Feeding off the best snow year on record, local skiers and boarders strive to keep the season going and going and going. Some folks talk as if winter had just arrived.
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"The second season just got started, and it's going to be good this year," Chris Trollan said.
Trollan, 42, is a local six-day-a-week skier and snowboarder whose personal season ends only when the snow does. He said this year's snowfall would propel the second season well into July.
Meanwhile, he's looking for new fall lines.
People into gravity-powered sports could be divided into two types: those who ski during the traditional season and those who ski after.
For the former, the sliding season depends on resort profitability and snowpack. For the latter, individual drive sets the limit.
The lifts at Eaglecrest Ski Area stopped running April 15. For some die-hards the lack of lifts enhance the ski area.
Unfazed by the loss of uphill locomotion, many Juneau skiers and boarders switch to people power, climbing the terrain in and out of bounds around Eaglecrest.
Any given morning, skiers are out at 5:30 a.m. donning packs, buckling boots, and attaching skins for the ascent through morning fog, hoping to get in one run before work.
Some of these die-hards just want some exercise; some are trying to keep a streak going.
Others do laps all day, "yo-yoing" an area - climb and slide, climb and slide. They're more into the aesthetics than anything else.
Some skiers stay inbounds and ride the spring corn snow of West Bowl or the East Ridge. Others head for Mount Ben Stewart's untracked snow, blown clean with every breeze.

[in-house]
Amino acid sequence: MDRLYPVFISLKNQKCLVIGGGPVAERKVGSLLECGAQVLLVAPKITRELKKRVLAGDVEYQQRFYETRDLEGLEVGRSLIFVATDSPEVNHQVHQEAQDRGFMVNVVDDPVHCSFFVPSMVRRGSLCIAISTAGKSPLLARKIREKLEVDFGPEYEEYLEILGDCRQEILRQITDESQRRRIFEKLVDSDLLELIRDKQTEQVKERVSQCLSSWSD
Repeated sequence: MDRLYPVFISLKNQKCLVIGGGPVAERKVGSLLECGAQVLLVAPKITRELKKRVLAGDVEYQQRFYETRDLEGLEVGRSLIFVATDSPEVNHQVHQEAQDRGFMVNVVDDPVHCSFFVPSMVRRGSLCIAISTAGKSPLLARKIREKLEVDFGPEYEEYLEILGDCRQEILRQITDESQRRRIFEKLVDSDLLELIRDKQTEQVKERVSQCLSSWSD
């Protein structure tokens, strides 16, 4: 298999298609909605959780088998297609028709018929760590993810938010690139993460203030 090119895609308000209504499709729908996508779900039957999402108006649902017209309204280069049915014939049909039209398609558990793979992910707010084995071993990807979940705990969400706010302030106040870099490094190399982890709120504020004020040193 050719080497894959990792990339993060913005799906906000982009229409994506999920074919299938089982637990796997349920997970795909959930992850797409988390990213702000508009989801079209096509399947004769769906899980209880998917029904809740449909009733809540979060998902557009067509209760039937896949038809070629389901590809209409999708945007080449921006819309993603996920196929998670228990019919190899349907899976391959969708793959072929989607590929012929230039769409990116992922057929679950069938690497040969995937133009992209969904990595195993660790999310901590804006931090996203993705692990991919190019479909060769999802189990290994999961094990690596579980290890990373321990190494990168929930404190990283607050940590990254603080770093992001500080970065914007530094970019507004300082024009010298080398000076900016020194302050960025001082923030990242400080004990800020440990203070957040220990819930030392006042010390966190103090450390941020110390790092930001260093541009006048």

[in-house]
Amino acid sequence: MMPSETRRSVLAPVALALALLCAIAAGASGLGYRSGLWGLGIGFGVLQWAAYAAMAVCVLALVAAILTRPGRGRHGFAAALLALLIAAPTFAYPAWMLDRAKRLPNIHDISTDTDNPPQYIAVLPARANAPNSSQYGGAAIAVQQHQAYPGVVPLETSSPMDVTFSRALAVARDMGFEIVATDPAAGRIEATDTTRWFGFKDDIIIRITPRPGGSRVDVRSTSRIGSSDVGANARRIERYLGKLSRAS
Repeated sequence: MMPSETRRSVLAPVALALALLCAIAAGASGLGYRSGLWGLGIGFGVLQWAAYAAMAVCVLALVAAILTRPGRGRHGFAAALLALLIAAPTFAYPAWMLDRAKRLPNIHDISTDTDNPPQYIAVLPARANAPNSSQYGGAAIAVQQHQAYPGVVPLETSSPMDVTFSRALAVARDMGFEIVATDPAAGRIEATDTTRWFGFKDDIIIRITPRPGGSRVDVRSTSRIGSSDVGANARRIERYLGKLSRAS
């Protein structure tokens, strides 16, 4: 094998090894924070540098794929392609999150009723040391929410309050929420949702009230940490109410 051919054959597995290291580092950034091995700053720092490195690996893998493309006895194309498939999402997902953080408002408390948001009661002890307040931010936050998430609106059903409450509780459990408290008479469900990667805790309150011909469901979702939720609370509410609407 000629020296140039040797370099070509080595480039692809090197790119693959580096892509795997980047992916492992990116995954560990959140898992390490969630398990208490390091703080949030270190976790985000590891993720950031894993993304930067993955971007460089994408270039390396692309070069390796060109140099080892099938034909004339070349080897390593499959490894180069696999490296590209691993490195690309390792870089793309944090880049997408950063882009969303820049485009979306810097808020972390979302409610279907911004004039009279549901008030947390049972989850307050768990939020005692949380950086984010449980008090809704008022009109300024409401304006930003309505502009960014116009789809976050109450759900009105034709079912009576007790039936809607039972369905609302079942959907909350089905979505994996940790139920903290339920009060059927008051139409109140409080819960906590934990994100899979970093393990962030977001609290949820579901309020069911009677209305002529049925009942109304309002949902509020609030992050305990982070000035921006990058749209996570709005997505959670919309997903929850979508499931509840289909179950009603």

Local telemark skier Tom Aberle, recently hobbled by a minor injury, spent a week conducting an informal numbers survey of those skinning the mountains through Eaglecrest.
Aberle was looking for a way to quantify ski area use after this season's end. By his count, 454 people used Eaglecrest slopes between April 18 and April 22. Not all were skiers, Aberle said.
Kirk Duncan, Eaglecrest area manager, said many of the skiers in Aberle's numbers are the same 50 people who pursue a second season every year.
Most winter sports enthusiasts have skied themselves out by mid-April and move on to other things, Duncan said.
Second season skiing attracts people with different attitude.
"If you're just looking for turns, you'll be disappointed," Trollan said. The skiing is as much about the climb as the descent; as much about peace and quiet as fresh untracked snow.
"A few moments of perfection," he said.
Trollan is not to be misunderstood. Skiing and snowboarding are also about ripping those long, steep, gnarly lines that are a part of big mountain riding in Alaska. Douglas Island is loaded with great skiing, Trollan said.
Greg Cook, 56, said backcountry skiing is a multitude of experiences. Depending on the day and the place, he's as happy to follow animal tracks in the snow as he is to ride the undulating lines of West Ridge.
"It's nothing short of wonderful," he said.
With two inches of fresh snow overnight Saturday, the depth gauge near the Eagle's Nest at Eaglecrest read 286 inches.
"We'll keep accumulating snow through May," Joe Power said.
Power, a Nordic and telemark skier, was sharing coffee with his pal Ray Imell in the Eagle's Nest, warming after skinning up steep black diamond slopes to do a few laps near West Bowl.
As summer approaches there is a lot of skiing ahead, Imell said.
Near-term forecasts bode well for the second season. Brian Bezenek, a meteorologist and forecaster with the National Weather Service in Juneau, said the next few weeks have wet Pacific systems lining up.
The forecast translates into freshies for the mountains as overnight temperatures dip below freezing in the high country.
Skiers undaunted by Saturday's rain in town found light snow falling and a thin layer of decent fresh snow spread across the hardpack on the upper mountain.
Early risers had their choice of runs like The Most, Barrel Roll, and Super G. Overnight, everything had turned into easy access untracked snow.
"We expect continued onshore flow with precipitation almost every day," Bezenek said.
Before starting up the slopes Saturday, Power threw out a bit of counter intuitive ski wisdom.
"Why sit in a chairlift all winter and freeze when you can ski corn on an incredible day in May," he said. "I don't really ski Eaglecrest until the lifts stop running."
Greg Skinner can be reached at firstname.lastname@example.org.
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